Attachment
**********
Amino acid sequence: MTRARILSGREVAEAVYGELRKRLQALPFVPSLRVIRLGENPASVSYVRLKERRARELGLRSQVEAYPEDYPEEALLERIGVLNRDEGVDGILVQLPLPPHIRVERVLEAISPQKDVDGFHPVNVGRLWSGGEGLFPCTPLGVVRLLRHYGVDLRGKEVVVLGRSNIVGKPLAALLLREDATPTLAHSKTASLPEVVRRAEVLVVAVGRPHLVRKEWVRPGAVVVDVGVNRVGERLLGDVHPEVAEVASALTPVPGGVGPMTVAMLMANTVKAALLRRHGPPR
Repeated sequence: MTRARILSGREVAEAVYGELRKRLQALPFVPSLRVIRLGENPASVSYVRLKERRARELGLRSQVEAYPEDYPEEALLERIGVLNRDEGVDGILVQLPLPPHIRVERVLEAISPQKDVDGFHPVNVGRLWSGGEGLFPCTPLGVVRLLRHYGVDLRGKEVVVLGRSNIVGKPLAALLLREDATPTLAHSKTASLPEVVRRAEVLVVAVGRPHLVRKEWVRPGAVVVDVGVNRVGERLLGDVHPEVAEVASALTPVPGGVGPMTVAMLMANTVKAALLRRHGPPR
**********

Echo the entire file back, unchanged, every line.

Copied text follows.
Amino acid sequence: MTRARILSGREVAEAVYGELRKRLQALPFVPSLRVIRLGENPASVSYVRLKERRARELGLRSQVEAYPEDYPEEALLERIGVLNRDEGVDGILVQLPLPPHIRVERVLEAISPQKDVDGFHPVNVGRLWSGGEGLFPCTPLGVVRLLRHYGVDLRGKEVVVLGRSNIVGKPLAALLLREDATPTLAHSKTASLPEVVRRAEVLVVAVGRPHLVRKEWVRPGAVVVDVGVNRVGERLLGDVHPEVAEVASALTPVPGGVGPMTVAMLMANTVKAALLRRHGPPR
Repeated sequence: MTRARILSGREVAEAVYGELRKRLQALPFVPSLRVIRLGENPASVSYVRLKERRARELGLRSQVEAYPEDYPEEALLERIGVLNRDEGVDGILVQLPLPPHIRVERVLEAISPQKDVDGFHPVNVGRLWSGGEGLFPCTPLGVVRLLRHYGVDLRGKEVVVLGRSNIVGKPLAALLLREDATPTLAHSKTASLPEVVRRAEVLVVAVGRPHLVRKEWVRPGAVVVDVGVNRVGERLLGDVHPEVAEVASALTPVPGGVGPMTVAMLMANTVKAALLRRHGPPR